Friday, August 10, 2012

August 10, 2012

The Shasta daisies have decided they like it on the floor, and had taken half the pathway to the garden’s entrance.

I love the freshness and sultriness of Shasta daisies. Even after they’ve been trimmed off and put in the trash, they still look lovely to me…

And then, there are the climbing roses. From one day to the next they have grown unsullied wild shoots, and the garden has taken the appearance of an adorable unruly little patch.

And there are the vines too—all those grape vines growing in every corner of the garden. Vines are a creepy thing. I just love them. I’ve always sense a mysterious meaning in vines. Perhaps it’s the deep green what enthralls me? Or maybe it’s the association with mysterious secluded places; such as abandoned castles and deep shaded forest, or maybe it’s just the way they have of reaching out to things; clinging almost in the air... leaves, fruit clusters, flowers, shoots, canes and tendrils coiling around fences and objects; bestowing this sense of arms and hands and fingers... a living thing, indeed.

I am almost certain that the grapevine covering my back porch knows me, and even rejoices when it sees me... when I pass by it, it stirs and moves and stretches out its thin arms to touch me and even grab my hair... I can almost hear it laughing at me at times.

I love this mysterious lushness that grape vine possess. If you look around my garden you’ll find many a vine posing as living screens or as a wall or even a roof. They have so much to offer. They get huge round August, and have barricaded the back porch, making it feels dark and cozy and a perfect place to sit, relax and dream summer dreams...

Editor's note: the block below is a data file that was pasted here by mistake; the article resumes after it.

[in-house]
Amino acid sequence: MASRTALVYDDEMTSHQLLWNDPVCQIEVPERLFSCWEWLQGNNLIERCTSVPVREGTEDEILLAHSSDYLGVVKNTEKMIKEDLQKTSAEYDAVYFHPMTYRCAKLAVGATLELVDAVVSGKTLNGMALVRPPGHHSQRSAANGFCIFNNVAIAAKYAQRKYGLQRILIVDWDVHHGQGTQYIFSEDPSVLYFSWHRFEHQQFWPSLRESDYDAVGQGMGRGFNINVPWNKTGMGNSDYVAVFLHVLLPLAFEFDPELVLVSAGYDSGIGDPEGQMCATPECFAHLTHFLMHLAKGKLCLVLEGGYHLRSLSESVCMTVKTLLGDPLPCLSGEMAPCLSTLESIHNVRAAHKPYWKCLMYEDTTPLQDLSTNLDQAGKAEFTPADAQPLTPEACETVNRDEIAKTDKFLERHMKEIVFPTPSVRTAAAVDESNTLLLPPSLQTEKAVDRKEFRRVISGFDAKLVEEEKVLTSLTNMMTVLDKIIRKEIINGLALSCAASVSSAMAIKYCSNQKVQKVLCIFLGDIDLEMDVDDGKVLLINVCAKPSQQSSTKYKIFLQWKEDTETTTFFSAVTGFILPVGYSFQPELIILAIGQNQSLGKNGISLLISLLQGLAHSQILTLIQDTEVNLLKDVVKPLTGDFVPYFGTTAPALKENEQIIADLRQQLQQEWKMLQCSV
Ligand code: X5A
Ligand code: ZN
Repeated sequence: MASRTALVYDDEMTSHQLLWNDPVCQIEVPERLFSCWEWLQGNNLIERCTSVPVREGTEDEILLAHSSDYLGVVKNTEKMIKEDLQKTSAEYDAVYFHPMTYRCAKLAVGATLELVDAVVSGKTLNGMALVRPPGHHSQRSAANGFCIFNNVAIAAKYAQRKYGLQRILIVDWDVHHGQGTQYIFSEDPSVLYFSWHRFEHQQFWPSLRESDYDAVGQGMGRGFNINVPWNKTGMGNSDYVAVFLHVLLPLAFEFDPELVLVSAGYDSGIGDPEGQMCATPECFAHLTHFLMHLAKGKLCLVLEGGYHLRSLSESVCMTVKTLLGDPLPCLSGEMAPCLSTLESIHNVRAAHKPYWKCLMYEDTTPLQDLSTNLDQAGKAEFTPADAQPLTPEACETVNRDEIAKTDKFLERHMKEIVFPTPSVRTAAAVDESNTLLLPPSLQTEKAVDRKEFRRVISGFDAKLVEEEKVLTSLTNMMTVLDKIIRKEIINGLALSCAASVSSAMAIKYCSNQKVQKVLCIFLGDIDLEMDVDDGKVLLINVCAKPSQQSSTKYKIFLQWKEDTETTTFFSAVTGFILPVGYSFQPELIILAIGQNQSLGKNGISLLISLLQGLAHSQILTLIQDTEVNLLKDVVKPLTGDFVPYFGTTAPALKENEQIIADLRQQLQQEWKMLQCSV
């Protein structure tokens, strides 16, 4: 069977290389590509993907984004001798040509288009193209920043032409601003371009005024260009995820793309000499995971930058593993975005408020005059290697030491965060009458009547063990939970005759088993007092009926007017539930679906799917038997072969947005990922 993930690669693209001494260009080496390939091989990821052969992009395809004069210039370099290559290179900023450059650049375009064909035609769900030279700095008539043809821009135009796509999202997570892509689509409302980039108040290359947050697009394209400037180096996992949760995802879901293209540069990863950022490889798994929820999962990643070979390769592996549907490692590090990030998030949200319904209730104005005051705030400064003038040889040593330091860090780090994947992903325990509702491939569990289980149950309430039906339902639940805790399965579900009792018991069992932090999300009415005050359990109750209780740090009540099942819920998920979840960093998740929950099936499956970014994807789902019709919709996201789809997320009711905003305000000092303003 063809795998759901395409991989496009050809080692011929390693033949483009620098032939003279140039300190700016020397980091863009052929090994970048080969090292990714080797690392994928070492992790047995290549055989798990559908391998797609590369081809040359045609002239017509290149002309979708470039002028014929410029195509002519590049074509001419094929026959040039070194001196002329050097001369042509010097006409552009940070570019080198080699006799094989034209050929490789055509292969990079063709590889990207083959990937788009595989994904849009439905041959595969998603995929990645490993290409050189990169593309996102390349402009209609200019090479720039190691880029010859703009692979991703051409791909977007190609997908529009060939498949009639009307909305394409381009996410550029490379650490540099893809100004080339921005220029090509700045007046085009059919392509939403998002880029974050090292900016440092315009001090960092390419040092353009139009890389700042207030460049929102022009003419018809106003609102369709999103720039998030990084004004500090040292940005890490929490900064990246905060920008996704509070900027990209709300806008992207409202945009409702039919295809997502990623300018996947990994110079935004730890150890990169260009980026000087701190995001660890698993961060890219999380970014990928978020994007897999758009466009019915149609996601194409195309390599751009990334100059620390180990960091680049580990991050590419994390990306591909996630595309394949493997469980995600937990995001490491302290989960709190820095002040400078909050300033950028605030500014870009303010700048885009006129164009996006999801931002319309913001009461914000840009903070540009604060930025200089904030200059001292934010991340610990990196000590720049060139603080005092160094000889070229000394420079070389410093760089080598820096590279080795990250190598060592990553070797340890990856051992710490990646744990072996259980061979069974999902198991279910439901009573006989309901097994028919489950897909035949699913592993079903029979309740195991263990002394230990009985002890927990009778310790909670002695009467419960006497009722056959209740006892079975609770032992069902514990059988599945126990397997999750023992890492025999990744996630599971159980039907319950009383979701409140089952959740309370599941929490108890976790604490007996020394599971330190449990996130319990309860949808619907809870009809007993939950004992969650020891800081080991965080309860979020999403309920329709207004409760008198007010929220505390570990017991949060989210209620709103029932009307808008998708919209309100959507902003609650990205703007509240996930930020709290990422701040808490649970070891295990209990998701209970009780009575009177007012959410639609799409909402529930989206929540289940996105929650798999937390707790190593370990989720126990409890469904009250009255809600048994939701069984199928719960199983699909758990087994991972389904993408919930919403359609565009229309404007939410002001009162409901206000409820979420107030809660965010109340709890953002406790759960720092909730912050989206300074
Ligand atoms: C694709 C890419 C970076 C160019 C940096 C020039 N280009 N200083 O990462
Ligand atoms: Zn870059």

We're sleeping out in the garden a lot this summer; under the grapevine covered porch. Darkness descends slowly upon the garden and with the last light cometh the enthralling call of night creatures. Choruses of crickets down the garden path initiate the extravaganza; filling the night air with wonder and magic. From our improvised bed in the porch, I can see the moon amidst tree branches gliding the night sky ever so enchantingly—a queen amongst zillions of shinny maidens.

The other night, right after we had settled down and everything got quiet, to my left ear came the sudden music of a lonesome cricket-singer. Hiding amidst the big leaves of the grapevine he sang his lovely tunes until the Man, having no conscience for such things decided he had enough of it, got up, and went looking for the poor creature round each corner; for sleep would not come to him; being serenaded as we were by such unaccustomed melodies.

I laughed secretly when he came back to our bed grumbling something… glad to hear the cricket had won and, retaking its position, soon lulled me to sweet unconsciousness with a most enchanting tune. Truly magical.

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